When you think about the contents of household cleaners, they are just chemicals. That’s why you need to be very careful about mixing them, or else you could have an adverse chemical reaction. One combination that you need to be wary of is laundry detergent and rubbing alcohol.
You can’t mix laundry detergent with rubbing alcohol as it can cause a dangerous chemical reaction or a possible fire. The reaction can also irritate your skin and eyes and damage your clothes. Also, you shouldn’t mix rubbing alcohol with bleach either, as it can create toxic fumes.
The rest of this article will explain a few topics related to this question in great detail, including details about putting rubbing alcohol in your laundry, putting rubbing alcohol in your washing machine, and better alternatives for fighting tough stains. So let’s dive into the details!
Can You Put Rubbing Alcohol in Your Laundry?
Not all laundry detergents have the same level of effectiveness, and they don’t all work the same way. However, adding chemicals to your detergent isn’t always the best solution.
You need to be careful about what you add to your laundry detergent because you’re essentially adding one chemical compound to another, which can be dangerous.
You should not add rubbing alcohol to your laundry — one reason is that it could potentially cause a fire. Isopropyl alcohol is a flammable liquid, just like gasoline or oil.
Washing machines go into a spin cycle with a hot running motor. If you add isopropyl alcohol to your laundry detergent, you may notice smoke or a fire in your laundry room.
Also, isopropyl alcohol isn’t a great stain remover for all fabric types. While rubbing alcohol can effectively remove some tough stains, like ink, it can damage some fabrics.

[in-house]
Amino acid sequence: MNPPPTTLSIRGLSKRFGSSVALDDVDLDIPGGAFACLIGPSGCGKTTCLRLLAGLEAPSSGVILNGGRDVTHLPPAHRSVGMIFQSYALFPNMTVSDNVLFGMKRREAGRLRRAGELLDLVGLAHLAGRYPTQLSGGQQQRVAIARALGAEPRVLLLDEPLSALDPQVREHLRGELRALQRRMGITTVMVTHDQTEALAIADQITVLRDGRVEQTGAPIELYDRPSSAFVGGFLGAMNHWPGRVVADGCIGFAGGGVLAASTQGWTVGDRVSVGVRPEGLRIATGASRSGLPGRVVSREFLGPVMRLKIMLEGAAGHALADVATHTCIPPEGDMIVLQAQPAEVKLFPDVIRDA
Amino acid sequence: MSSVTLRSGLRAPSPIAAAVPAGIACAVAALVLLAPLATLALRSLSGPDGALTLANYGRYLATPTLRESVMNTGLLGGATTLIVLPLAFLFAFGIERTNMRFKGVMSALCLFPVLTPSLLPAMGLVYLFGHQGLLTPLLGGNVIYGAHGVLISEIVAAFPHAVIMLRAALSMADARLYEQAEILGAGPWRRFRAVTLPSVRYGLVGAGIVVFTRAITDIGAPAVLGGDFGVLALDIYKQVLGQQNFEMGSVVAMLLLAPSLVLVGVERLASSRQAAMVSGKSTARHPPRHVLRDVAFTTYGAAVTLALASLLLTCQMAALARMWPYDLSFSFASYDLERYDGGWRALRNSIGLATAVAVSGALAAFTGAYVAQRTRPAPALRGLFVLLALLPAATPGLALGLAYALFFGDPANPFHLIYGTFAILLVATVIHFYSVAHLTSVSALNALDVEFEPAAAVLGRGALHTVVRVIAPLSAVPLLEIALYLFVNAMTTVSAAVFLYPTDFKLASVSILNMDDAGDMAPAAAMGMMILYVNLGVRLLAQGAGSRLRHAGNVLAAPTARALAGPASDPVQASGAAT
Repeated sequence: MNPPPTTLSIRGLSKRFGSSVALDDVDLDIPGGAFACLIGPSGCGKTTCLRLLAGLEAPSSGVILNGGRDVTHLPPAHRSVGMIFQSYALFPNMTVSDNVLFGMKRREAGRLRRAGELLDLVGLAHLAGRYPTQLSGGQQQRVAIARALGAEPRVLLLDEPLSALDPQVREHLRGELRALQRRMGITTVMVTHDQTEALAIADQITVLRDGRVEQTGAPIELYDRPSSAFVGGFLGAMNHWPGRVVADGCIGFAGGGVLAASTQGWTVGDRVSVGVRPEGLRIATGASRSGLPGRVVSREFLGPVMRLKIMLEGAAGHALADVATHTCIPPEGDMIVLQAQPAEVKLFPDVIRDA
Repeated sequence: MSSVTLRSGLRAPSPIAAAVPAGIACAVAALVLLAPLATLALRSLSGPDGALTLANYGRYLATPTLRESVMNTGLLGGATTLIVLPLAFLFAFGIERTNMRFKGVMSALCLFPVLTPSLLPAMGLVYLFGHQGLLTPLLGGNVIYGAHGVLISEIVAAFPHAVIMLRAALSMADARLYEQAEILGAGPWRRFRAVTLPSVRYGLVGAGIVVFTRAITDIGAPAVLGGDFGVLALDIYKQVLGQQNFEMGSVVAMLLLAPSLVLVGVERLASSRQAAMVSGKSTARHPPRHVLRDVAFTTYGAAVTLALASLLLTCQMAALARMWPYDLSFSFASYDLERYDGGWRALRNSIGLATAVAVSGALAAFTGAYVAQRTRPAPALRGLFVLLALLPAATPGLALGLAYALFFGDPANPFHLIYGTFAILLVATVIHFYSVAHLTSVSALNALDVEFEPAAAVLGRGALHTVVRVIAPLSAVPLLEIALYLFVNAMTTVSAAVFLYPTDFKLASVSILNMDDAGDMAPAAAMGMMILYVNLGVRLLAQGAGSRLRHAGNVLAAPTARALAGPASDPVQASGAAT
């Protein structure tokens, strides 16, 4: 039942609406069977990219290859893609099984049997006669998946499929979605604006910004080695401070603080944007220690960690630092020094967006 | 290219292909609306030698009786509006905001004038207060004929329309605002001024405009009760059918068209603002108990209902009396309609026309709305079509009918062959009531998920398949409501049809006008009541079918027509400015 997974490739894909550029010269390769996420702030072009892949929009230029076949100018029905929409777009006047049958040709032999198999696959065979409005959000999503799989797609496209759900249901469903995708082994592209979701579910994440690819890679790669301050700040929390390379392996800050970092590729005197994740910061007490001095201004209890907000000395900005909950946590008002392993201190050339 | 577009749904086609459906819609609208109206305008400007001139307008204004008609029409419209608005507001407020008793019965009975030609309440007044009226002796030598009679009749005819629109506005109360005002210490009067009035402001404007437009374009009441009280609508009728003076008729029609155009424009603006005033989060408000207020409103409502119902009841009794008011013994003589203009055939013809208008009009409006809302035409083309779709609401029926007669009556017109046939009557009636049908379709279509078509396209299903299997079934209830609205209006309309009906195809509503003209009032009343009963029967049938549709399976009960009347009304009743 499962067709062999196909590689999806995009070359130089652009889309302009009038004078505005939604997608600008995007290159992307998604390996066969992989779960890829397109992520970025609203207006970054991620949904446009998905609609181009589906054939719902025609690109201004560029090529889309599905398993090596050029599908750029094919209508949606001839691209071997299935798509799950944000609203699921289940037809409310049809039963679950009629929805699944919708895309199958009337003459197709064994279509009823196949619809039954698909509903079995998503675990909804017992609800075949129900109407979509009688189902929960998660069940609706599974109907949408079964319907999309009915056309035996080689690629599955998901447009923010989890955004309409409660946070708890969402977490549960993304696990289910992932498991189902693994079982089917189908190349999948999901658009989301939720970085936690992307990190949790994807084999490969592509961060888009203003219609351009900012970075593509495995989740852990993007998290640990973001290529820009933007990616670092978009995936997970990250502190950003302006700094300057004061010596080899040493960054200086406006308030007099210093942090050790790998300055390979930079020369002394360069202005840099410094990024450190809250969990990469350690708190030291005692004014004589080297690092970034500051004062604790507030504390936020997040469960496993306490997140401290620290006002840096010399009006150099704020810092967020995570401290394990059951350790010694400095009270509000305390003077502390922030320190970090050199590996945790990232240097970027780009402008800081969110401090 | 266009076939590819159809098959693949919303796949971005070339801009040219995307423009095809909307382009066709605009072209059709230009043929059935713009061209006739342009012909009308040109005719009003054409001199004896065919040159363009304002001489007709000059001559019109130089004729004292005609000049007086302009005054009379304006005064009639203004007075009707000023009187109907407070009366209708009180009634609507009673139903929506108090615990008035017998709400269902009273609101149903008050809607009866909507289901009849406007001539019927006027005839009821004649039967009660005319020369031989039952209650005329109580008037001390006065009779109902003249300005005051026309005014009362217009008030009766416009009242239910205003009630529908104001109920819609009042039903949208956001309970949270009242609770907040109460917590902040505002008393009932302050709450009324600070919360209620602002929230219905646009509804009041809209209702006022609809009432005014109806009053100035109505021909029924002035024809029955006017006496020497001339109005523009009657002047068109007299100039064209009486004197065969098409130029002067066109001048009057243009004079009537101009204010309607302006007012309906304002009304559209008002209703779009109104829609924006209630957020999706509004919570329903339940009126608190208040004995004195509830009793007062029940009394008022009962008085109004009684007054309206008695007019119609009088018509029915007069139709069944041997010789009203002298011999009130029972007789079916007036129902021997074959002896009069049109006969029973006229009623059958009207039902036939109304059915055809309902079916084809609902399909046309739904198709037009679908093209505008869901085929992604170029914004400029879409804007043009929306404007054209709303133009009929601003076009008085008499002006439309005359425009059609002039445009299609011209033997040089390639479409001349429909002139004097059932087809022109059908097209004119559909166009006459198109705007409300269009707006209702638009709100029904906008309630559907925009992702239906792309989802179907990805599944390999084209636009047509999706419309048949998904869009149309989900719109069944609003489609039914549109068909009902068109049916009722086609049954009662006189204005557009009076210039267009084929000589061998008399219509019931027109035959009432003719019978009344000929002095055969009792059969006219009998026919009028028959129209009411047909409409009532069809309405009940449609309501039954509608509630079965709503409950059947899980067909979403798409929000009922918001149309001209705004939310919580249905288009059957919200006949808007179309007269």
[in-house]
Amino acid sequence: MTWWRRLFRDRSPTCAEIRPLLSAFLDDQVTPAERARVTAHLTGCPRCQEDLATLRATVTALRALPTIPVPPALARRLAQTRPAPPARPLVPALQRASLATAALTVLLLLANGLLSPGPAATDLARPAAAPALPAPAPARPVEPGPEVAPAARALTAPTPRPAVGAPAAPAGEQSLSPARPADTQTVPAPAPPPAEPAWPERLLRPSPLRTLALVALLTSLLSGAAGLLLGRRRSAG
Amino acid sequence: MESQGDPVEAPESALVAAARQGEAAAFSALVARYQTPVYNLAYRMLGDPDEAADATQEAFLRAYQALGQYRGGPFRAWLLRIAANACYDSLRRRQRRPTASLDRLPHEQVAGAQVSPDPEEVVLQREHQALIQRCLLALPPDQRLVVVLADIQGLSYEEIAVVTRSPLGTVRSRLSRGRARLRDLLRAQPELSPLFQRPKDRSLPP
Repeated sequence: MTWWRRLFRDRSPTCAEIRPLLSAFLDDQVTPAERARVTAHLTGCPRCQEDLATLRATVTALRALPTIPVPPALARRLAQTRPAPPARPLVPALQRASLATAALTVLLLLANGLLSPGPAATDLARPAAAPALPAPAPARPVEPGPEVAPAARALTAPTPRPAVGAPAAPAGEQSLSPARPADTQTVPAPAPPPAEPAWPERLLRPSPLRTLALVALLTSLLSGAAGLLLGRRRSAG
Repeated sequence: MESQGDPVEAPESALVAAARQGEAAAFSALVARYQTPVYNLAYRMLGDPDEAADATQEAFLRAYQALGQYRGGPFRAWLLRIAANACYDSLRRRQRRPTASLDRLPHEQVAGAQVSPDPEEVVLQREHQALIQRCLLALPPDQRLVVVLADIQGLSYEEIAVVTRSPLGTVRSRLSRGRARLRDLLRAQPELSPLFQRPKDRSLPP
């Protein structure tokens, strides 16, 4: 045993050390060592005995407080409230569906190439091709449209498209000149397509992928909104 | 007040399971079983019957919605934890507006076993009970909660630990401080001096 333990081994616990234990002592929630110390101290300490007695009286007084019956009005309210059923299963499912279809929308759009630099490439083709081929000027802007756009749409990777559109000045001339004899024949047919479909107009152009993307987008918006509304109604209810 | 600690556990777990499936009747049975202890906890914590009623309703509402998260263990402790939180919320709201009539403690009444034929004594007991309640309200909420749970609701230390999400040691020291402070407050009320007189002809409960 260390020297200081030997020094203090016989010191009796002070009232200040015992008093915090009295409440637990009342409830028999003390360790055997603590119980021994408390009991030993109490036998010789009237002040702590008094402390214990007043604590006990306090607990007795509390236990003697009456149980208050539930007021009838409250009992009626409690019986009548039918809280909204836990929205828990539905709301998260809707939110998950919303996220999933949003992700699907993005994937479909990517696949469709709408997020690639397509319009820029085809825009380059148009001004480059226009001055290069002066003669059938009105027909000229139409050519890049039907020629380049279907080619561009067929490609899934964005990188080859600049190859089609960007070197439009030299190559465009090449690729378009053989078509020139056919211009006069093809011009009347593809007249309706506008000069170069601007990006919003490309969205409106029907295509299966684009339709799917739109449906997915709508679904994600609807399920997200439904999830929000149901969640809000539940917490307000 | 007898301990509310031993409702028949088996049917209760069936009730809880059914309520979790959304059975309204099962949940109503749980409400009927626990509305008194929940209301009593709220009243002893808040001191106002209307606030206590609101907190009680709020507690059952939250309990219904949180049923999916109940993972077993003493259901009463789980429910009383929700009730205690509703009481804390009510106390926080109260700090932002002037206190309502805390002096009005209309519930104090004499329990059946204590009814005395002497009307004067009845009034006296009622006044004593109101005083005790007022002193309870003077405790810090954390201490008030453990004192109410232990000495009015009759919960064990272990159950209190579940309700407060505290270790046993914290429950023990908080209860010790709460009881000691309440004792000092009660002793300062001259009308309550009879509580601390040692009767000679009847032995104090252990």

Isopropyl alcohol can damage delicate or synthetic materials like rayon, wool, and silk.
Some stained fabrics, though, work well with isopropyl alcohol. For example, if you have a grease stain on your carpet, rubbing alcohol on the area can help lift the stain from the carpet fibers.
However, if you use it on silk fabrics, you may not wear that item again because the alcohol will damage it.
You should dilute isopropyl alcohol when you use it, as it is a highly concentrated chemical. However, most rubbing alcohol you purchase at the store is already diluted. Therefore, if you cut it too much, it may not effectively kill germs.
Essentially, I would advise you to avoid rubbing alcohol as a cure-all for your laundry. It is not an all-inclusive stain remover and should not be used as such.
I wrote a guide on how to remove the smell from your shoes using alcohol that may interest you.
Can I Put Rubbing Alcohol in the Washing Machine?
You should not put rubbing alcohol in your washing machine. You really shouldn’t wash anything with a flammable stain in your washer, and you definitely shouldn’t put flammable stains in your dryer — that’s the real danger.
So, anything with grease, oil, paint thinner, or alcohol stain needs to be treated separately. If you add these items to the dryer, the high heat in the machine could create combustion or even an explosion.
Experimenting with these chemicals is not recommended. It’s just dangerous. So, if the product isn’t designed to be put in the washing machine or dryer, then don’t do it.
A Better Alternative